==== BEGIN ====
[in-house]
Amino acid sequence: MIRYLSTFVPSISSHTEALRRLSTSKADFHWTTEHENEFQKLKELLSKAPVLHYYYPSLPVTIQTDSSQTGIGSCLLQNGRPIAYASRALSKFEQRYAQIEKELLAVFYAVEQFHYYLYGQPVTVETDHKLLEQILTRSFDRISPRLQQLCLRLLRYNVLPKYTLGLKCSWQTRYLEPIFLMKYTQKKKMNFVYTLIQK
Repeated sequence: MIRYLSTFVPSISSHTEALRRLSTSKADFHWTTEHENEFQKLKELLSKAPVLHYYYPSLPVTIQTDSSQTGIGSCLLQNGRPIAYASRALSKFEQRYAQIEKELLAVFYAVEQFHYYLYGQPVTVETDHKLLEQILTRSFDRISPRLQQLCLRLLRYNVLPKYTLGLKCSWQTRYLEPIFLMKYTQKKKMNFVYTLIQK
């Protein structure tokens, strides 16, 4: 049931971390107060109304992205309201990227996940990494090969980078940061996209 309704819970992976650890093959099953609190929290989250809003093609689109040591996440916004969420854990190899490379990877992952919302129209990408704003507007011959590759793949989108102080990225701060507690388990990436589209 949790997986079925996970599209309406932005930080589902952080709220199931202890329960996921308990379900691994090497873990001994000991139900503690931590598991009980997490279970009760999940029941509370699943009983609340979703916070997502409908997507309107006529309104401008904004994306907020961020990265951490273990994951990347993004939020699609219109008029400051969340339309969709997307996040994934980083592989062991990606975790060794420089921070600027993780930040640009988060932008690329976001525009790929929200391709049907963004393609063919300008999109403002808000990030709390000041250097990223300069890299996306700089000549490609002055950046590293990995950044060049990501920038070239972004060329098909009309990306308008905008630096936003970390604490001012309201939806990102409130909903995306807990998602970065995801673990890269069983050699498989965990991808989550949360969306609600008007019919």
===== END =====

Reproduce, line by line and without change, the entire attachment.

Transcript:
[in-house]
Amino acid sequence: MIRYLSTFVPSISSHTEALRRLSTSKADFHWTTEHENEFQKLKELLSKAPVLHYYYPSLPVTIQTDSSQTGIGSCLLQNGRPIAYASRALSKFEQRYAQIEKELLAVFYAVEQFHYYLYGQPVTVETDHKLLEQILTRSFDRISPRLQQLCLRLLRYNVLPKYTLGLKCSWQTRYLEPIFLMKYTQKKKMNFVYTLIQK
Repeated sequence: MIRYLSTFVPSISSHTEALRRLSTSKADFHWTTEHENEFQKLKELLSKAPVLHYYYPSLPVTIQTDSSQTGIGSCLLQNGRPIAYASRALSKFEQRYAQIEKELLAVFYAVEQFHYYLYGQPVTVETDHKLLEQILTRSFDRISPRLQQLCLRLLRYNVLPKYTLGLKCSWQTRYLEPIFLMKYTQKKKMNFVYTLIQK
């Protein structure tokens, strides 16, 4: 049931971390107060109304992205309201990227996940990494090969980078940061996209 309704819970992976650890093959099953609190929290989250809003093609689109040591996440916004969420854990190899490379990877992952919302129209990408704003507007011959590759793949989108102080990225701060507690388990990436589209 949790997986079925996970599209309406932005930080589902952080709220199931202890329960996921308990379900691994090497873990001994000991139900503690931590598991009980997490279970009760999940029941509370699943009983609340979703916070997502409908997507309107006529309104401008904004994306907020961020990265951490273990994951990347993004939020699609219109008029400051969340339309969709997307996040994934980083592989062991990606975790060794420089921070600027993780930040640009988060932008690329976001525009790929929200391709049907963004393609063919300008999109403002808000990030709390000041250097990223300069890299996306700089000549490609002055950046590293990995950044060049990501920038070239972004060329098909009309990306308008905008630096936003970390604490001012309201939806990102409130909903995306807990998602970065995801673990890269069983050699498989965990991808989550949360969306609600008007019919």